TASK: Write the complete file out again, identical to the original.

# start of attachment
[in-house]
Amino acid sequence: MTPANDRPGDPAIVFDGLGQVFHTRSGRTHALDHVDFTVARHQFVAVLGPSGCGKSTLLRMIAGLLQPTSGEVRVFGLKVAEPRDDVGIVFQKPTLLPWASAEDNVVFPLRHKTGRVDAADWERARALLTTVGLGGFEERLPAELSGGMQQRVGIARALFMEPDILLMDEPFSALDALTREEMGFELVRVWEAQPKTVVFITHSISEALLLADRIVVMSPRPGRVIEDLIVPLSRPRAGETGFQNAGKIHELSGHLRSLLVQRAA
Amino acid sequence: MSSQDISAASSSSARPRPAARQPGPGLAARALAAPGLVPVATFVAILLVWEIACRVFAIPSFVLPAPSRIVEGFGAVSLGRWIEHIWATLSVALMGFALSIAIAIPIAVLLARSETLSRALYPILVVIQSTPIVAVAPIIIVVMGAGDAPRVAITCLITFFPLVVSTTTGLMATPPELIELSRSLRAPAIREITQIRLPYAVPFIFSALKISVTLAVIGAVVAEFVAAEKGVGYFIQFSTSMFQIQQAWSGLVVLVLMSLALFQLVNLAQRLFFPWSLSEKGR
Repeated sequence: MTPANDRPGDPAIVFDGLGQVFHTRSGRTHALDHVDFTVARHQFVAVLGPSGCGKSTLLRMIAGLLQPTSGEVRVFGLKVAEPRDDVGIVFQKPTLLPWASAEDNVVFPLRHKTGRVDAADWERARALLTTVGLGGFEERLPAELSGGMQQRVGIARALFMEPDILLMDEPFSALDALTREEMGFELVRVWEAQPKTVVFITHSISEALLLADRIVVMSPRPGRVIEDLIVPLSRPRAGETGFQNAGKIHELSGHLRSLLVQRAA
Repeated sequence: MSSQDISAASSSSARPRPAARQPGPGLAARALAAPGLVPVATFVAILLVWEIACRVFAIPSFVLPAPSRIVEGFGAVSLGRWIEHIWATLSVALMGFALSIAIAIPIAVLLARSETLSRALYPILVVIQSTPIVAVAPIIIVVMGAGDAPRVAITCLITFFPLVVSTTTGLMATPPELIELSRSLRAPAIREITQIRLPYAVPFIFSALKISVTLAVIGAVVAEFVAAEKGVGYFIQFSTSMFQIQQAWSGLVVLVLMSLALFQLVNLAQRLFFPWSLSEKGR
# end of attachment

[in-house]
Amino acid sequence: MTPANDRPGDPAIVFDGLGQVFHTRSGRTHALDHVDFTVARHQFVAVLGPSGCGKSTLLRMIAGLLQPTSGEVRVFGLKVAEPRDDVGIVFQKPTLLPWASAEDNVVFPLRHKTGRVDAADWERARALLTTVGLGGFEERLPAELSGGMQQRVGIARALFMEPDILLMDEPFSALDALTREEMGFELVRVWEAQPKTVVFITHSISEALLLADRIVVMSPRPGRVIEDLIVPLSRPRAGETGFQNAGKIHELSGHLRSLLVQRAA
Amino acid sequence: MSSQDISAASSSSARPRPAARQPGPGLAARALAAPGLVPVATFVAILLVWEIACRVFAIPSFVLPAPSRIVEGFGAVSLGRWIEHIWATLSVALMGFALSIAIAIPIAVLLARSETLSRALYPILVVIQSTPIVAVAPIIIVVMGAGDAPRVAITCLITFFPLVVSTTTGLMATPPELIELSRSLRAPAIREITQIRLPYAVPFIFSALKISVTLAVIGAVVAEFVAAEKGVGYFIQFSTSMFQIQQAWSGLVVLVLMSLALFQLVNLAQRLFFPWSLSEKGR
Repeated sequence: MTPANDRPGDPAIVFDGLGQVFHTRSGRTHALDHVDFTVARHQFVAVLGPSGCGKSTLLRMIAGLLQPTSGEVRVFGLKVAEPRDDVGIVFQKPTLLPWASAEDNVVFPLRHKTGRVDAADWERARALLTTVGLGGFEERLPAELSGGMQQRVGIARALFMEPDILLMDEPFSALDALTREEMGFELVRVWEAQPKTVVFITHSISEALLLADRIVVMSPRPGRVIEDLIVPLSRPRAGETGFQNAGKIHELSGHLRSLLVQRAA
Repeated sequence: MSSQDISAASSSSARPRPAARQPGPGLAARALAAPGLVPVATFVAILLVWEIACRVFAIPSFVLPAPSRIVEGFGAVSLGRWIEHIWATLSVALMGFALSIAIAIPIAVLLARSETLSRALYPILVVIQSTPIVAVAPIIIVVMGAGDAPRVAITCLITFFPLVVSTTTGLMATPPELIELSRSLRAPAIREITQIRLPYAVPFIFSALKISVTLAVIGAVVAEFVAAEKGVGYFIQFSTSMFQIQQAWSGLVVLVLMSLALFQLVNLAQRLFFPWSLSEKGR